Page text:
1

I need to display a message if an entry is more than 90 days old. The below code doesn't appear to be working, any tips on how to get this done?

{if {current_time} > {entry_date} + 7776000 }
    <div id="message">
        <h4>Your safety training is out of date.</h4>
    </div>
{/if}
0

You can't do math in an EE template without an an add-on; Will Hunting is my favorite, although there are others.

Edit: You couldn't do math in an EE template, within a conditonal, until the relatively recent EE 2.9.0; if you have an older install than that, you have to upgrade and/or use the add-on I mentioned.

2
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It's proably becasue the tag in normal format outputs a string representation of the date, try the below which causes the output to be done as a UNIX Epoch time :

(Tested on EE 2.7.1)

{if {current_time format="%U"} > ( {entry_date format="%U"} + 7776000 ) }
  <div id="message">
    <h4>Your safety training is out of date.</h4>
  </div>
{/if}

Or , you could use a PHP flavour (if EE is having a string/number issue in the tags) :

PHP On Output

<?php
  if ( intval('{current_time format="%U"}') > ( intval('{entry_date format="%U"}') + 7776000 ) { ?>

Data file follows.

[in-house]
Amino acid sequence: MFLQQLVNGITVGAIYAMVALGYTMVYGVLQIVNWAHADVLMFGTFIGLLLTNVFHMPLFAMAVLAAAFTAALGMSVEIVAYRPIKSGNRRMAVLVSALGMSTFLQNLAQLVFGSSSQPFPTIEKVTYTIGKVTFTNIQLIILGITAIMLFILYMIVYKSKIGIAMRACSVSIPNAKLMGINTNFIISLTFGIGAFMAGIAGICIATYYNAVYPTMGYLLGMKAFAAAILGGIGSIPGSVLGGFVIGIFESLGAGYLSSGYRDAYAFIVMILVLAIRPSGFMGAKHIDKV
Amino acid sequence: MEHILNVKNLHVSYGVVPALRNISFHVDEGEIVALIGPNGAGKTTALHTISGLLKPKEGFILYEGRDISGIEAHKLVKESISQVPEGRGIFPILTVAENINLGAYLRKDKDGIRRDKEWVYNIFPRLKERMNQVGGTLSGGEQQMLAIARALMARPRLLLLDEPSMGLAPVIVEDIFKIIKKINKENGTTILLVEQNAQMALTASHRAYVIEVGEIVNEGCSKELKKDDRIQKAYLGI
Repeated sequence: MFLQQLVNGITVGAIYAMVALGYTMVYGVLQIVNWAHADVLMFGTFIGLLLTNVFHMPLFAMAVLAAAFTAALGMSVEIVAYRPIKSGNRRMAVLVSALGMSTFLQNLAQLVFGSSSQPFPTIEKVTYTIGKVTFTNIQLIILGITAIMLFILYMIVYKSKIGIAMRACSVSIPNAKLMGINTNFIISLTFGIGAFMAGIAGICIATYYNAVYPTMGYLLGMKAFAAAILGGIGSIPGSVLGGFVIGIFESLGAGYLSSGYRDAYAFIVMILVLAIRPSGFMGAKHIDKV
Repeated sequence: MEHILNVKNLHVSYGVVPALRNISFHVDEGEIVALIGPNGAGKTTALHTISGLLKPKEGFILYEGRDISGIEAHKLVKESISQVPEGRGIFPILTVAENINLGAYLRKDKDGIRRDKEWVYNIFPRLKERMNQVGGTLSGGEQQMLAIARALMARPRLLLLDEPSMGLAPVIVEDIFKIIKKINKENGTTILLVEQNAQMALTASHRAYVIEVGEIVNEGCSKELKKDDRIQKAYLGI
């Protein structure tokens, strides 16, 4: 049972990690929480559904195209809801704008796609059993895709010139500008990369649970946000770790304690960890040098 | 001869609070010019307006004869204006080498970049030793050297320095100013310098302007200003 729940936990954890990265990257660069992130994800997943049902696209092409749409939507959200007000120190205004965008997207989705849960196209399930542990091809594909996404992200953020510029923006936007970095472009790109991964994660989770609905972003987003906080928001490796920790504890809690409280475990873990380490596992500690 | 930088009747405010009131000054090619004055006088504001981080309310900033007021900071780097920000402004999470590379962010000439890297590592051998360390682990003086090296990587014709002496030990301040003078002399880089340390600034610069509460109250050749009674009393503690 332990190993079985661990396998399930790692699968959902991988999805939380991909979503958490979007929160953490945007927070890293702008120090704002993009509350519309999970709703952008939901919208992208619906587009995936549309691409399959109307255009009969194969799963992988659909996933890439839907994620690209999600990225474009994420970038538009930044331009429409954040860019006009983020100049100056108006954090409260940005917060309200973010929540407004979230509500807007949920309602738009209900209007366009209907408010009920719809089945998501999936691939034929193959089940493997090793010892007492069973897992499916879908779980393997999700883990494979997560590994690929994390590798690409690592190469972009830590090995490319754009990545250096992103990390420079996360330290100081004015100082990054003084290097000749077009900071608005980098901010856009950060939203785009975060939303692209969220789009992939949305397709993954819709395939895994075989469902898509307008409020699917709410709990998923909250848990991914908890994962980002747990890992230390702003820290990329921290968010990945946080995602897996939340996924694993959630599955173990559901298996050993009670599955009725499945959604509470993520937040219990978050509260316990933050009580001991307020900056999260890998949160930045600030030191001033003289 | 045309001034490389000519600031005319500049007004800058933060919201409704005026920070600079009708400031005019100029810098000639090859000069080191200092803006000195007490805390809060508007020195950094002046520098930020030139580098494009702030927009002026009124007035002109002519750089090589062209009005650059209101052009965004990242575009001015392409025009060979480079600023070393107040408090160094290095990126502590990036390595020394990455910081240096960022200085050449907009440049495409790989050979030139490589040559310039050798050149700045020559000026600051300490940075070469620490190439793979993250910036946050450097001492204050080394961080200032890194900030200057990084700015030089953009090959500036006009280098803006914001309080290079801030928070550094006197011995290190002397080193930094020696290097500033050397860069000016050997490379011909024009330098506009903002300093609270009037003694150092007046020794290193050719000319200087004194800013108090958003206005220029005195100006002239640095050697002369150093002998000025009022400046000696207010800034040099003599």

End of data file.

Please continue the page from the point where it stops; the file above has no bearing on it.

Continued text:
<div id="message">
      <h4>Your safety training is out of date.</h4>
    </div>
<?php } ?>
4
  • PHP in the template is a bad habit to fall into, and math within a conditional will only work in EE 2.9.0+. Downvote karma to you, kind sir. – Nick Benson Aug 19 '15 at 16:02
  • I'm not sure where you're getting info from but I've just run my example above up in EE 2.7 and it works fine (I had to add brackets, which I've added above too). My understanding is (as I have a few older projects on 2.5.2) mathamatical operators have worked in EE since around version 2 but they definatly work in EE2.5+. – Blatant Aug 20 '15 at 16:45
  • Also PHP in templates is not a bad habit, it wouldn't be available if it was. What is a bad habit is throwing plugin after extension into a build to solve single use cases. If you don't beleive me fire up the profiler and look at the lag adding and parsing module tags costs opposed to a simple bit of PHP Date maths (PHP on templates is not for establishing complex class interactions ect). That being said I still teach and advise to avoid it if possible, its a case of the right tool for the right job. Anyway, question solved so Glad you got going Koala!! – Blatant Aug 20 '15 at 16:48
  • @NickBenson , I'm not sure what kind of applications you've developed, but their is distinct workflows that make PHP in template perfectly acceptable. The only people (@ my work) who have access to template code are developers, not content editors, making it perfectly acceptable at times to turn PHP on in a template. Each situation requires assessment, and throwing tools out of your toolbox is stupid. – jrothafer Aug 21 '15 at 12:55

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